Dr James Stach
Senior Lecturer

  • Email: jem.stach@ncl.ac.uk
  • Telephone: +44 (0) 191 208 7709
  • Address: School of Biology
    Ridley Building
    University of Newcastle,
    Newcastle upon Tyne
    NE1 7RU

Introduction

Principal research interests include the ecology of marine actinomycetes, (diversity, abundance and biogeography), novel natural products from marine actinomycetes, the application of peptide nucleic acids in species-specific bactericide and the development of antisense-based antibacterial screens

Background

Abyssomicin made the National press including The Sun, and The Guardian

Qualifications

BSc 1996 Microbiology and Biotechnology (University of Kent)
PhD 2001 Microbiology (University of Kent)

Memberships

Member of the Society of General Microbiology
Member of the American Society for Microbiology

Current Work

Verrucosispora AB18-032 and natural products


One of our main research interests is the marine actinomycete species Verrucosispora AB18-032. This species is responsible for the production of the first-in-class natural product abyssomicin C. Abyssomicin C inhibits the essential folic acid pathway present in bacteria and plants. In collaboration with Prof Sussmuth, we recently published how abyssomicin C is biosynthesized. We have completed the full genome sequence of the abyssomicin producer and are currently using genome mining techniques to identify novel bioactive compounds.

Peptide-PNA conjugates as species-specific antimicrobials


This research is funded by a Nuffield new lecturers award. The aim of the research is to develop peptide-PNA conjugates that can specifically target, and prevent transcription of, specific essential bacterial genes. Research in other labs has shown that it is possible to use such conjugates to target bacterial genes. However, the novelty of this research lies in the combination of using essential genes with species-specific sequences. Thus, peptide-PNA conjugates could be used to select target species without providing selection pressure for resistance in non-target organisms. We have recently proven that it is indeed possible to target species for bactericide in a species-specific manner that is not achievable using conventional antibiotics (see publications).

Antisense-based antimicrobial screens


This research is funded by a BBSRC DTG grant. The aim of the study is to develop and validate screens for antibacterial compounds. Induction of antisense RNA reduces the expression of its cognate protein and sensitises the strain to inhibition of that protein. This is of particular value in natural products research where effective antimicrobial compounds may be present in extracts but in amounts below the minimum inhibitory concentration for a wild-type screen. We have recently used this methodology to identify plant-derived inhibitors of the bacterial cell division protein FtsZ . We have also used this methodology to identify the stringency of requirement for essential genes in E. coli that will aid in prioritising targets for drug discovery. Current research aims at validating the screens by correlating protein abundance with mRNA abundance during antisense expressing and using microarrays to demonstrate the specificity of the gene silencing. As such we are developing and validating novel methods that will enable absolute quantification of the amount of specific protein per cell in E. coli.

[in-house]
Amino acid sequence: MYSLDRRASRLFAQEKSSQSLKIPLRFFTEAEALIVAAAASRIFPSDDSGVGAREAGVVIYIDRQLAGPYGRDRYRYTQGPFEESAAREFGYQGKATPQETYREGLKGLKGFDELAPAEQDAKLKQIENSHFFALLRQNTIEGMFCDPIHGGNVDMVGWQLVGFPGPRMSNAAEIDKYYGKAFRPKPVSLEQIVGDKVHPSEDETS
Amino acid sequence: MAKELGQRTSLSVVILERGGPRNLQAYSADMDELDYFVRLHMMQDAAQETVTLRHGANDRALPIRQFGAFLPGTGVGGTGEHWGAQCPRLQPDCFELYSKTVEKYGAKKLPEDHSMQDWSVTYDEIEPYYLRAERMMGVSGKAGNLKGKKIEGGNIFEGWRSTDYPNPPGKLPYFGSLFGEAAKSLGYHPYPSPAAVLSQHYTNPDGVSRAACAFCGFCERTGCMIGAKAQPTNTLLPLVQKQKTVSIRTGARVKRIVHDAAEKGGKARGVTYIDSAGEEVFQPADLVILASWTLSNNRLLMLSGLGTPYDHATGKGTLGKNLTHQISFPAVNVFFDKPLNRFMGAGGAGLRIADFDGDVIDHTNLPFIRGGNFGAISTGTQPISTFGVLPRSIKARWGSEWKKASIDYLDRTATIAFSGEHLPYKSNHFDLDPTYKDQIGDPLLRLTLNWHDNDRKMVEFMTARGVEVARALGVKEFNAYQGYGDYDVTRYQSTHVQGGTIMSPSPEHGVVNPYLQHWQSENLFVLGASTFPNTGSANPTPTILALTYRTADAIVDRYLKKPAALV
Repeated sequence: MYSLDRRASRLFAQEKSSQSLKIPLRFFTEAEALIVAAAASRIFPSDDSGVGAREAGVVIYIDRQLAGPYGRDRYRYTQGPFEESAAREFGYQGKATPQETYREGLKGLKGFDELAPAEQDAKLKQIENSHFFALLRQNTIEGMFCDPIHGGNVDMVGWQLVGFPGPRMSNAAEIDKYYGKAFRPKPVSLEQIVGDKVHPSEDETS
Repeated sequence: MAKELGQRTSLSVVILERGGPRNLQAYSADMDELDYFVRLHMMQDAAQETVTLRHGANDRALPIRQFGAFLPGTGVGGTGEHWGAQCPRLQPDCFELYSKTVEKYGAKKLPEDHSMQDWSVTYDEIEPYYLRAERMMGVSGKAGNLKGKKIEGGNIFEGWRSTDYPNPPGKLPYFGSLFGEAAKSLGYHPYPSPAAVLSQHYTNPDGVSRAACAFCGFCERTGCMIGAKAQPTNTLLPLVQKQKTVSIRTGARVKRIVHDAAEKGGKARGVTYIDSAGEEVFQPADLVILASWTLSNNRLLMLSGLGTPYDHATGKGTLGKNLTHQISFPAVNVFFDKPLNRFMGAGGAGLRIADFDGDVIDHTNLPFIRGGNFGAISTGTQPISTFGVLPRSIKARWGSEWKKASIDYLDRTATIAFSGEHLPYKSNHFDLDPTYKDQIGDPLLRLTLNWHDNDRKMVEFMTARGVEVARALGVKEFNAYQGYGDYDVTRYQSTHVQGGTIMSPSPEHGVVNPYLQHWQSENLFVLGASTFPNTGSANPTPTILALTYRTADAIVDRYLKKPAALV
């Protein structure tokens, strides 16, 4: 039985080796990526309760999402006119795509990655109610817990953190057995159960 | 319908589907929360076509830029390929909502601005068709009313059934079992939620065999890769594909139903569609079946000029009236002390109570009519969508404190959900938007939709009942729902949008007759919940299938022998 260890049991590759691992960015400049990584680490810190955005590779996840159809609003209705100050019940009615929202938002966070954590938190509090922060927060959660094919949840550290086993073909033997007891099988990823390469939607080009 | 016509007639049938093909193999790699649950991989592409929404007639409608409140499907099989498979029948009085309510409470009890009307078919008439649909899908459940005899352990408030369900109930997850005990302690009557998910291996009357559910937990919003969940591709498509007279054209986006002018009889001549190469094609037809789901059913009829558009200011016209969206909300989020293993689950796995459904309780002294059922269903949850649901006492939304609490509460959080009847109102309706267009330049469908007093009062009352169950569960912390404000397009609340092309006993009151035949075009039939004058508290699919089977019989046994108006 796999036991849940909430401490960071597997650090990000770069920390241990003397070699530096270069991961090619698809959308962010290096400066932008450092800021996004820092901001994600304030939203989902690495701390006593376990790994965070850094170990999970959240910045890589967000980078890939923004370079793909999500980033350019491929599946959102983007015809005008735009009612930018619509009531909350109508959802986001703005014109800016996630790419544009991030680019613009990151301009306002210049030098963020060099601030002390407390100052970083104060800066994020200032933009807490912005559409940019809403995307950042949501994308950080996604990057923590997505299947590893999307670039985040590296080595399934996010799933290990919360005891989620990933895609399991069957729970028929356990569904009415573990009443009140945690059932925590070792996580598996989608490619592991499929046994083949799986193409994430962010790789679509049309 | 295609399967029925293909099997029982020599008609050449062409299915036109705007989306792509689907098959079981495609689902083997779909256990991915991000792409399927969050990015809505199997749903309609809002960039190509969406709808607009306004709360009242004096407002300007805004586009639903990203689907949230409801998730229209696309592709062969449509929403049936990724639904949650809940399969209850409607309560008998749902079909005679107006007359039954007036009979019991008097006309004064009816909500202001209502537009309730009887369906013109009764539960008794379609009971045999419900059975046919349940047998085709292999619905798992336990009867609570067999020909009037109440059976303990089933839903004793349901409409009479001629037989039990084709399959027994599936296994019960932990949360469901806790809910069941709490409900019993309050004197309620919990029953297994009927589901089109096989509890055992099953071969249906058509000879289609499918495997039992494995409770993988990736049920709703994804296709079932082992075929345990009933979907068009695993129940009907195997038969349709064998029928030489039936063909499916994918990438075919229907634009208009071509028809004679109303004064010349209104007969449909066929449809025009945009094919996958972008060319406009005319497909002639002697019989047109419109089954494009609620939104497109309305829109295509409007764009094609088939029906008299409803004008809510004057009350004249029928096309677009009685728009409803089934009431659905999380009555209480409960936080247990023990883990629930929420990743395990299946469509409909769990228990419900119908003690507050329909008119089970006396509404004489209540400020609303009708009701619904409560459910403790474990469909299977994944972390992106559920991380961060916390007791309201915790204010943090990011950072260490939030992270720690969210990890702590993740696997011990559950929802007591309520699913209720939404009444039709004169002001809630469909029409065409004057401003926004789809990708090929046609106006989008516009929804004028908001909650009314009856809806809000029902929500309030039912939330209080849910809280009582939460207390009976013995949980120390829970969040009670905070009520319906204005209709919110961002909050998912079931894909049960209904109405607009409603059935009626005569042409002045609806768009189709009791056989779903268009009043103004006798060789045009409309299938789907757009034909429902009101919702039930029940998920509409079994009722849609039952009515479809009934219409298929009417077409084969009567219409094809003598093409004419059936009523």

Research Roles

School of Biology research committee member.

Postgraduate Supervision

Esteem Indicators

Act as a referee for a number of microbiology journals.
Referee for BBSRC, NERC and the NSF (USA)


Invited to write review article for Trends in Microbiology


Invited to give research papers at International conferences (ISBA, ISME)


Invited to contributed chapters to multi-authored books including American Society for Microbiology Press: Microbial Diversity and Bioprospecting


Was invited to be one of five academics on the Department of Trade and Industry’s Global Watch Mission to Japan on Bioprocessing.

Funding

Nuffield Foundation new lecturers award: Species-specific peptide nucleic acid (PNA)-based antibiotics

BBSRC: Identification, cloning and heterologous expression of the abyssomicin C biosynthetic gene cluster

BBSRC Partnering China award: Cryptic biosynthetic gene clusters from marine bacteria

Royal Society: Genome mining of Verrucosispora AB18-032 

Industrial Relevance

Founding director (along with Prof Barnes, Dr Singleton and Dr Taybi) of Geneius Laboratories, a spin-out company which is revolutionizing microbial testing and food analysis using state-of-the-art DNA technology. Geneius has recently won the CELS most promising start-up award.

Academic partner on 4 Collaborative Innovation Partnership (CIP) awards

Projects

Undergraduate Teaching

BIO1010 Biology in Action

BIO2017 Microbiology 2

BIO3019 Genomics

BIO3021 Laboratory Workshop

BIO3030 Antimicrobial Drug Discovery

BIO3194 Biological Literature Review 

BIO3095 Biological Information Project

BIO3096 Research Project

Postgraduate Teaching

BIO8041 Antimicrobial Drug Discovery

BIO8043 Techniques in Molecular Biology

BIO8047 Entrepreneurship in Biotechnology

BIO8046 Applied Bioinformatics

BIO8096 Research Thesis